@Noumenon: Biff has an understudy, named Biff.
In this new campaign im running theres this awesome NPC that i made(purposefully) w/ all 18s. she to help them(basically steal there XP)then die horrificly and possibly over-dramatically when the PCs have either gotten used to it, taken advantage of it or get ready to kill her(its just an experiment[i do thoes a lot]).
err… she’s going to help them, not she to help them sry
I have actually successfully run a party PC as a GM. It takes effort to not outshine the party, but also reinforces the idea that the game is not a battle (of wills or of might) between the players and the game master. I ran a drawly dwarf rogue in one game, and have seen a wizard played effectively to provide artillery support to a melee party and to serve as a source of world knowledge. I could see a bard done in a similar way.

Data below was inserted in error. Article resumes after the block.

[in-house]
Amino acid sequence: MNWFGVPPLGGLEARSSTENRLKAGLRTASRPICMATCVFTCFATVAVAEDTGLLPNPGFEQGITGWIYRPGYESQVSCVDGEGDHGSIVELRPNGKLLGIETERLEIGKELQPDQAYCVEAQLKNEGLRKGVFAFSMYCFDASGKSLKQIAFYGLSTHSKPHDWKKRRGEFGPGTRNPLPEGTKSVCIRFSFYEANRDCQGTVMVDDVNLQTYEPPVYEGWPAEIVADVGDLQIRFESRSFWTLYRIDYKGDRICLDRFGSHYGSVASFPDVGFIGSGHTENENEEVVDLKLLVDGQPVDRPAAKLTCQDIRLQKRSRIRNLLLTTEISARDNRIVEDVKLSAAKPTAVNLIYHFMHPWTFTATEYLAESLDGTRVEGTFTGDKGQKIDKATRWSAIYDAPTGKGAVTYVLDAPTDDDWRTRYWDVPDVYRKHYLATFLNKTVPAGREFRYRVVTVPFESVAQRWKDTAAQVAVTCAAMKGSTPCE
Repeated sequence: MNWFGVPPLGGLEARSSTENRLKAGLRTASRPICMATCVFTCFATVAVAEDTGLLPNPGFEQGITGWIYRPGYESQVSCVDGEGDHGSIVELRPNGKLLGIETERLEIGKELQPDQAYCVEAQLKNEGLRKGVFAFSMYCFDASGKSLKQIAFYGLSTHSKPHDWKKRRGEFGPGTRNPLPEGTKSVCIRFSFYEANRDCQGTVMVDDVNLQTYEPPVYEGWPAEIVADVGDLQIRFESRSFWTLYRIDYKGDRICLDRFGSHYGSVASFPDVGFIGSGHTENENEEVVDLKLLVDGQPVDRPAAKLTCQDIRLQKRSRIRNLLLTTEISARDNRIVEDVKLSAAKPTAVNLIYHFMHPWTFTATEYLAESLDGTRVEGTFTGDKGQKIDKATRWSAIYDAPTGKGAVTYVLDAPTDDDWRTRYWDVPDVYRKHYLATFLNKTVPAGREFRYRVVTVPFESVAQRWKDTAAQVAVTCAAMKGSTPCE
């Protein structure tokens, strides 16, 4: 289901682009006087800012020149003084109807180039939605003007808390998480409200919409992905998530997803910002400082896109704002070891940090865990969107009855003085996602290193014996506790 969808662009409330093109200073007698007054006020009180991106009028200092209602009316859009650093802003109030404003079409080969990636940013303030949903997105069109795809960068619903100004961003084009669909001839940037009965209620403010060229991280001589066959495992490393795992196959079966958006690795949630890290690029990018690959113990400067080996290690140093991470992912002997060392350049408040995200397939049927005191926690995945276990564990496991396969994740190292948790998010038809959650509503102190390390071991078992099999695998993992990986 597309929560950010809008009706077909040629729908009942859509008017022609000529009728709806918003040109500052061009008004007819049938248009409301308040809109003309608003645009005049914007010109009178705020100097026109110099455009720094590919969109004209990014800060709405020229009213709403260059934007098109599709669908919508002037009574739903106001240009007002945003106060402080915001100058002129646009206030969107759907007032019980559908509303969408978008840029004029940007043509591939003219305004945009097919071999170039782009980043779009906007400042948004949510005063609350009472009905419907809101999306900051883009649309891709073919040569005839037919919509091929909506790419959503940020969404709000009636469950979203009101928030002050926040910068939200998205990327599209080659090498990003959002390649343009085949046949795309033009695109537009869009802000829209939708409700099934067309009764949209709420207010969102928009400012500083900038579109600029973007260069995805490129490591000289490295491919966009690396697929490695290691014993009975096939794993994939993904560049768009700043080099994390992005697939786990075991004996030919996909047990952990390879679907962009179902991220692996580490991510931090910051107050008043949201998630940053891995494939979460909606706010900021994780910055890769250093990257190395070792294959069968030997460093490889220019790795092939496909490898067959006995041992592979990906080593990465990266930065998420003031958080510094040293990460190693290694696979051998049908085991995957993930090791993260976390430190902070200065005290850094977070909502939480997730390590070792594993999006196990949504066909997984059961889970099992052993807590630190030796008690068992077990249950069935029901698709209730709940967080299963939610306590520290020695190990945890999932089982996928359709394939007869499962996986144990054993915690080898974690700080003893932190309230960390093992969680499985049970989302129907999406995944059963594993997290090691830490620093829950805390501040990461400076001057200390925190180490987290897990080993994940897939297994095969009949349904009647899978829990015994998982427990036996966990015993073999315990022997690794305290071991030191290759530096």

It also gives your party more of an attachment to the character when you decide to kill him off in gory detail.
I always seem to run GMPC’s as i never have a full group of adventurers and have used them fairly interestingly. They usually end up being “advisors” who guide the players but in one of my games I had a cleric who contradicted everything the players said so that they thought twice about their actions which made some really good tactical choices on there part which in turn totally blew apart my encounter. Next time I’m just going to let them go in blind